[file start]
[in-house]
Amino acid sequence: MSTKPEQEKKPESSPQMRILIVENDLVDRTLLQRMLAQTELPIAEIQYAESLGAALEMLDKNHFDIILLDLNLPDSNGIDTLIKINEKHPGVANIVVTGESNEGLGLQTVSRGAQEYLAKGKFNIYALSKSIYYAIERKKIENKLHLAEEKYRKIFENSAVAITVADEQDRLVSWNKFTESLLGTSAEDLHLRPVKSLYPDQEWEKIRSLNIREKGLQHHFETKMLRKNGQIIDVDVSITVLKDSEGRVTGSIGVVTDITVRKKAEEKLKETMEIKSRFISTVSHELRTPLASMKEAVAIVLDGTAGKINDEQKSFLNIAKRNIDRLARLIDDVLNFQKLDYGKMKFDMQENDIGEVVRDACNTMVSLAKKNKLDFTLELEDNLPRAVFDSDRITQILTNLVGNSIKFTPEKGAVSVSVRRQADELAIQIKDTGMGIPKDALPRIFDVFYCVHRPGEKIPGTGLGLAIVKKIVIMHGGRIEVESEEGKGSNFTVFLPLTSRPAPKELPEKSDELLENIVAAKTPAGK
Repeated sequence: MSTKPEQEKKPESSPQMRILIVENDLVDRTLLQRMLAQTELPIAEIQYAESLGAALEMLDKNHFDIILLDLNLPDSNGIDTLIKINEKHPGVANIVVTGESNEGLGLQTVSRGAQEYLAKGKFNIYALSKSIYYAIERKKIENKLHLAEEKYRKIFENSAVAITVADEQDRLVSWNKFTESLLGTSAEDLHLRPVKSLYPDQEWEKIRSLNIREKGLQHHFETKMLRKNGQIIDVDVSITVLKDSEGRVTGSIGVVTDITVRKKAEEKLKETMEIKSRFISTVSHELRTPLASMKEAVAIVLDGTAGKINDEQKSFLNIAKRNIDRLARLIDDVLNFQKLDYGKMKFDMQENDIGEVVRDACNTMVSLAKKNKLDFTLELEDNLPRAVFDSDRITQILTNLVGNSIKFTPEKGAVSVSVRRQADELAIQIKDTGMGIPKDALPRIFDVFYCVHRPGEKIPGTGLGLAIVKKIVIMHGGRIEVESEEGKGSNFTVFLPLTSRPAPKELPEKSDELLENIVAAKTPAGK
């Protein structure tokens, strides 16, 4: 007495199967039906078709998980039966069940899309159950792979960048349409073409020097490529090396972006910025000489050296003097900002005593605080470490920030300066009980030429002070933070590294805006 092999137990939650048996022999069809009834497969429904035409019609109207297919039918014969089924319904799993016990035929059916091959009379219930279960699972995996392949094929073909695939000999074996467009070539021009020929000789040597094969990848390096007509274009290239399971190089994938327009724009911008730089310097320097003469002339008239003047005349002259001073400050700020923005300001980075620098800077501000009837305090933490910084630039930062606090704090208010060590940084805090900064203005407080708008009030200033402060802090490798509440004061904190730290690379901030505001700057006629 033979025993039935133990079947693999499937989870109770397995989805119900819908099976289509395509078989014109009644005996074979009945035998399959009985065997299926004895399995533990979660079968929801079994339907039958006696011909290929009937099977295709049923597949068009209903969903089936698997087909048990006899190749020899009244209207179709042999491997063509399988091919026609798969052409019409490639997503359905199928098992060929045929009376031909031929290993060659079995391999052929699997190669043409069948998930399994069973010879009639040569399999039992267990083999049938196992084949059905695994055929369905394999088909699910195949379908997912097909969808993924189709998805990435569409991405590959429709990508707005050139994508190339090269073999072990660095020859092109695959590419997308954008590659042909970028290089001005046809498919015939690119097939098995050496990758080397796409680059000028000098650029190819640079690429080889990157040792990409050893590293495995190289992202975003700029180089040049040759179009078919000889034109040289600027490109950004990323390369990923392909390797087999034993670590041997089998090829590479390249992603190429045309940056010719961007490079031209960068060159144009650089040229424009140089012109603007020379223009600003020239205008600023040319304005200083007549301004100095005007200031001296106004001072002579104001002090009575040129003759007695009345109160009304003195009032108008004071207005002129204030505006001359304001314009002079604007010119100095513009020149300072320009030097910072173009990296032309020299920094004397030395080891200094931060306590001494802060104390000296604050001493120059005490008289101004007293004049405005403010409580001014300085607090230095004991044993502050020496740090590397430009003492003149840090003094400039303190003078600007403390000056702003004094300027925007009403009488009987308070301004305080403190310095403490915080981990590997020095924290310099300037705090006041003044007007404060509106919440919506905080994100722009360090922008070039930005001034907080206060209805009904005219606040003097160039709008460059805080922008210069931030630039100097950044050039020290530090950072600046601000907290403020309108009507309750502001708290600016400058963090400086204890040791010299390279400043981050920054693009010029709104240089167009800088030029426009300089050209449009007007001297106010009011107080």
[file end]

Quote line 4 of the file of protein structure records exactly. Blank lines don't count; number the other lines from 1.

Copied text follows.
């Protein structure tokens, strides 16, 4: 007495199967039906078709998980039966069940899309159950792979960048349409073409020097490529090396972006910025000489050296003097900002005593605080470490920030300066009980030429002070933070590294805006 092999137990939650048996022999069809009834497969429904035409019609109207297919039918014969089924319904799993016990035929059916091959009379219930279960699972995996392949094929073909695939000999074996467009070539021009020929000789040597094969990848390096007509274009290239399971190089994938327009724009911008730089310097320097003469002339008239003047005349002259001073400050700020923005300001980075620098800077501000009837305090933490910084630039930062606090704090208010060590940084805090900064203005407080708008009030200033402060802090490798509440004061904190730290690379901030505001700057006629 033979025993039935133990079947693999499937989870109770397995989805119900819908099976289509395509078989014109009644005996074979009945035998399959009985065997299926004895399995533990979660079968929801079994339907039958006696011909290929009937099977295709049923597949068009209903969903089936698997087909048990006899190749020899009244209207179709042999491997063509399988091919026609798969052409019409490639997503359905199928098992060929045929009376031909031929290993060659079995391999052929699997190669043409069948998930399994069973010879009639040569399999039992267990083999049938196992084949059905695994055929369905394999088909699910195949379908997912097909969808993924189709998805990435569409991405590959429709990508707005050139994508190339090269073999072990660095020859092109695959590419997308954008590659042909970028290089001005046809498919015939690119097939098995050496990758080397796409680059000028000098650029190819640079690429080889990157040792990409050893590293495995190289992202975003700029180089040049040759179009078919000889034109040289600027490109950004990323390369990923392909390797087999034993670590041997089998090829590479390249992603190429045309940056010719961007490079031209960068060159144009650089040229424009140089012109603007020379223009600003020239205008600023040319304005200083007549301004100095005007200031001296106004001072002579104001002090009575040129003759007695009345109160009304003195009032108008004071207005002129204030505006001359304001314009002079604007010119100095513009020149300072320009030097910072173009990296032309020299920094004397030395080891200094931060306590001494802060104390000296604050001493120059005490008289101004007293004049405005403010409580001014300085607090230095004991044993502050020496740090590397430009003492003149840090003094400039303190003078600007403390000056702003004094300027925007009403009488009987308070301004305080403190310095403490915080981990590997020095924290310099300037705090006041003044007007404060509106919440919506905080994100722009360090922008070039930005001034907080206060209805009904005219606040003097160039709008460059805080922008210069931030630039100097950044050039020290530090950072600046601000907290403020309108009507309750502001708290600016400058963090400086204890040791010299390279400043981050920054693009010029709104240089167009800088030029426009300089050209449009007007001297106010009011107080």